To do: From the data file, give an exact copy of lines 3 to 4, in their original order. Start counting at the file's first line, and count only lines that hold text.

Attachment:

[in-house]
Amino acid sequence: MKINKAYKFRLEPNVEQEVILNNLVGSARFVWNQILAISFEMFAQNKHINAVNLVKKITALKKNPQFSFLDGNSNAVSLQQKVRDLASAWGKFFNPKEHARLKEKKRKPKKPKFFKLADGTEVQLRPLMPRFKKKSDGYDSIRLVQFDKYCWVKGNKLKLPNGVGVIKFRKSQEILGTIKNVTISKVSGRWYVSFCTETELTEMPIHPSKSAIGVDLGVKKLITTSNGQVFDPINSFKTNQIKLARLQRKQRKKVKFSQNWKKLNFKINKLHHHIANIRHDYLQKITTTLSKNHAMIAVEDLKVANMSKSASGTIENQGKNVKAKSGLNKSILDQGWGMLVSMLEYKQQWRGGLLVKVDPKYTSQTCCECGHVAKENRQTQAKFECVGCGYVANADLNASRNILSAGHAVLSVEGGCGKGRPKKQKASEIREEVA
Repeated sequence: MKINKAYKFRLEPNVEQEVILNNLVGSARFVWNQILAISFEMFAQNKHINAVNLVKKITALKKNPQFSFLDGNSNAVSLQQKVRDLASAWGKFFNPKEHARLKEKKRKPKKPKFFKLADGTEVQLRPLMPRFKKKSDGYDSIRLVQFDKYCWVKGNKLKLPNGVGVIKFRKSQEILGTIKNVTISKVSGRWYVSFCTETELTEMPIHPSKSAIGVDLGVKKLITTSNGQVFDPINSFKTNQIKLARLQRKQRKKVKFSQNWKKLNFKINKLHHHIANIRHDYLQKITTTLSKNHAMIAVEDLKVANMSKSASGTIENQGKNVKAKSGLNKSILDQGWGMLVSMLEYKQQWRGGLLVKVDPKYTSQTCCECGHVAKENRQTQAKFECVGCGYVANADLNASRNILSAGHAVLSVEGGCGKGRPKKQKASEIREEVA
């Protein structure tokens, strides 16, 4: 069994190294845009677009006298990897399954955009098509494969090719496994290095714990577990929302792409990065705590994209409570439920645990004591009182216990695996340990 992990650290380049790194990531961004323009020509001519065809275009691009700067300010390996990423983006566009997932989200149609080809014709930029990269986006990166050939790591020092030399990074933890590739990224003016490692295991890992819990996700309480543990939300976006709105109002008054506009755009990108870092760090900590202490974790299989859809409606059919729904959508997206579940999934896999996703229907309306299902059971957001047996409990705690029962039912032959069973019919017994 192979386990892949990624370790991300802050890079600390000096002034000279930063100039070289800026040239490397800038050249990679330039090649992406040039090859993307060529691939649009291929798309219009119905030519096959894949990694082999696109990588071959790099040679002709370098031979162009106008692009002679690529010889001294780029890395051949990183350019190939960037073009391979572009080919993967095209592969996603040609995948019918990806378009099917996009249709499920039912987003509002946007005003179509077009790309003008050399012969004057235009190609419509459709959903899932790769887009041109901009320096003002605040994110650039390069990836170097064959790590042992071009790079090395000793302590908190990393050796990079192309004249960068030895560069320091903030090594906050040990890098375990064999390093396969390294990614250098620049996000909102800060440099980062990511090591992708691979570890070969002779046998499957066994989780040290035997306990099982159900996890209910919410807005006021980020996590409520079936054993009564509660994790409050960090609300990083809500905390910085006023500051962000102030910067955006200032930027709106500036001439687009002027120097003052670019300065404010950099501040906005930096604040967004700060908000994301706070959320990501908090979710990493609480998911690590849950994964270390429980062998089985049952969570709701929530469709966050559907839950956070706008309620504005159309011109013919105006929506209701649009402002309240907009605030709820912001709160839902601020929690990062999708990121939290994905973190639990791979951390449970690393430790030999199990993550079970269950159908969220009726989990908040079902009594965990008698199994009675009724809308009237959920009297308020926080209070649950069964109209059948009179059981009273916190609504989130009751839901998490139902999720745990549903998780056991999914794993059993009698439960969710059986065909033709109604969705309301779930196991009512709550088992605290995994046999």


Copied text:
Repeated sequence: MKINKAYKFRLEPNVEQEVILNNLVGSARFVWNQILAISFEMFAQNKHINAVNLVKKITALKKNPQFSFLDGNSNAVSLQQKVRDLASAWGKFFNPKEHARLKEKKRKPKKPKFFKLADGTEVQLRPLMPRFKKKSDGYDSIRLVQFDKYCWVKGNKLKLPNGVGVIKFRKSQEILGTIKNVTISKVSGRWYVSFCTETELTEMPIHPSKSAIGVDLGVKKLITTSNGQVFDPINSFKTNQIKLARLQRKQRKKVKFSQNWKKLNFKINKLHHHIANIRHDYLQKITTTLSKNHAMIAVEDLKVANMSKSASGTIENQGKNVKAKSGLNKSILDQGWGMLVSMLEYKQQWRGGLLVKVDPKYTSQTCCECGHVAKENRQTQAKFECVGCGYVANADLNASRNILSAGHAVLSVEGGCGKGRPKKQKASEIREEVA
């Protein structure tokens, strides 16, 4: 069994190294845009677009006298990897399954955009098509494969090719496994290095714990577990929302792409990065705590994209409570439920645990004591009182216990695996340990 992990650290380049790194990531961004323009020509001519065809275009691009700067300010390996990423983006566009997932989200149609080809014709930029990269986006990166050939790591020092030399990074933890590739990224003016490692295991890992819990996700309480543990939300976006709105109002008054506009755009990108870092760090900590202490974790299989859809409606059919729904959508997206579940999934896999996703229907309306299902059971957001047996409990705690029962039912032959069973019919017994 192979386990892949990624370790991300802050890079600390000096002034000279930063100039070289800026040239490397800038050249990679330039090649992406040039090859993307060529691939649009291929798309219009119905030519096959894949990694082999696109990588071959790099040679002709370098031979162009106008692009002679690529010889001294780029890395051949990183350019190939960037073009391979572009080919993967095209592969996603040609995948019918990806378009099917996009249709499920039912987003509002946007005003179509077009790309003008050399012969004057235009190609419509459709959903899932790769887009041109901009320096003002605040994110650039390069990836170097064959790590042992071009790079090395000793302590908190990393050796990079192309004249960068030895560069320091903030090594906050040990890098375990064999390093396969390294990614250098620049996000909102800060440099980062990511090591992708691979570890070969002779046998499957066994989780040290035997306990099982159900996890209910919410807005006021980020996590409520079936054993009564509660994790409050960090609300990083809500905390910085006023500051962000102030910067955006200032930027709106500036001439687009002027120097003052670019300065404010950099501040906005930096604040967004700060908000994301706070959320990501908090979710990493609480998911690590849950994964270390429980062998089985049952969570709701929530469709966050559907839950956070706008309620504005159309011109013919105006929506209701649009402002309240907009605030709820912001709160839902601020929690990062999708990121939290994905973190639990791979951390449970690393430790030999199990993550079970269950159908969220009726989990908040079902009594965990008698199994009675009724809308009237959920009297308020926080209070649950069964109209059948009179059981009273916190609504989130009751839901998490139902999720745990549903998780056991999914794993059993009698439960969710059986065909033709109604969705309301779930196991009512709550088992605290995994046999």